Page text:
Rachel Maclean, a parliamentary undersecretary of state in the Department for Transport, said sanitary facilities would be provided in Kent and on roadsides elsewhere in the country. Maclean told MPs earlier this year that the department had “detailed plans” for provision of not only portaloos but other facilities for drivers. Outdoor showers and washing facilities were also touted as part of the operation.
But less than three weeks before the logistical operation is due to take place, the Department for Transport was unable to share details about the amount of portaloos it plans to provide and where they will be located. A spokesperson for Kent County Council, which is in charge of the procurement process to source those toilets, said last week that the contract — which was promised before the December 31 Brexit deadline — has not yet been finalised. Portable toilet companies vying for the job say they had to keep the locations of the toilets confidential and none have yet been told how many toilets will be needed.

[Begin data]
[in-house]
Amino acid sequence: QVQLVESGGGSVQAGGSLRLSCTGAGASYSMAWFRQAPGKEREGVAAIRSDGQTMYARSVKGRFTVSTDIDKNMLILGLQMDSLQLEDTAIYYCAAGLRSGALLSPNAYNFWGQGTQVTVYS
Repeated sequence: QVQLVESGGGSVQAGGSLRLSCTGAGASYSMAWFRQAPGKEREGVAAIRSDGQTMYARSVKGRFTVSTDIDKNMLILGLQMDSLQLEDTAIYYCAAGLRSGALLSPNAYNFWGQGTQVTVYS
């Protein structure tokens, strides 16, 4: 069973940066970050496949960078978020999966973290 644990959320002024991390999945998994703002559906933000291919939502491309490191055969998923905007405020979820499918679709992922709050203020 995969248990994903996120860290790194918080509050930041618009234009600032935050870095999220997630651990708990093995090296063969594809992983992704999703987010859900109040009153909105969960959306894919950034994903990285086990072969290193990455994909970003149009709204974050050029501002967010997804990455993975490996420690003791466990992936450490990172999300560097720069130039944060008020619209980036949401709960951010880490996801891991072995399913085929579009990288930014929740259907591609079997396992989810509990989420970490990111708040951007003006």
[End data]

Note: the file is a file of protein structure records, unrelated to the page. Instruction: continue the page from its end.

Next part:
Working out how many toilets the government might need is almost impossible. The Health and Safety Executive suggests one portable toilet for every seven workers, where the toilet is emptied once per week. Should it require emptying twice a week, the number of toilets should increase to two per seven workers. But the final number of portaloos required in Kent will not be reached by a simple calculation: no one knows how long the queues are going to be, or where they will congregate.
This logistical masterplan, called Operation Brock, entails avoiding queues on the M20 and any major roads, and instead directing trucks and lorries to locations like the Manston airport lorry park. But without knowing how bad the queueing will be, companies like Worsfield’s, which are at the heart of the action, will have to be prepared to get toilets to any location at a moment’s notice.
The key will be how the Kent Resilience Forum, which is in charge of the operation, monitors traffic flows, says Heidi Skinner, policy lead at Logistics UK. “Freight will have to flow down the coast-bound carriageway and non-freight will flow down the contra flow on the London-bound carriageway. So if we start seeing that building up, that is still technically a live carriageway, so they can’t put any toilets there.”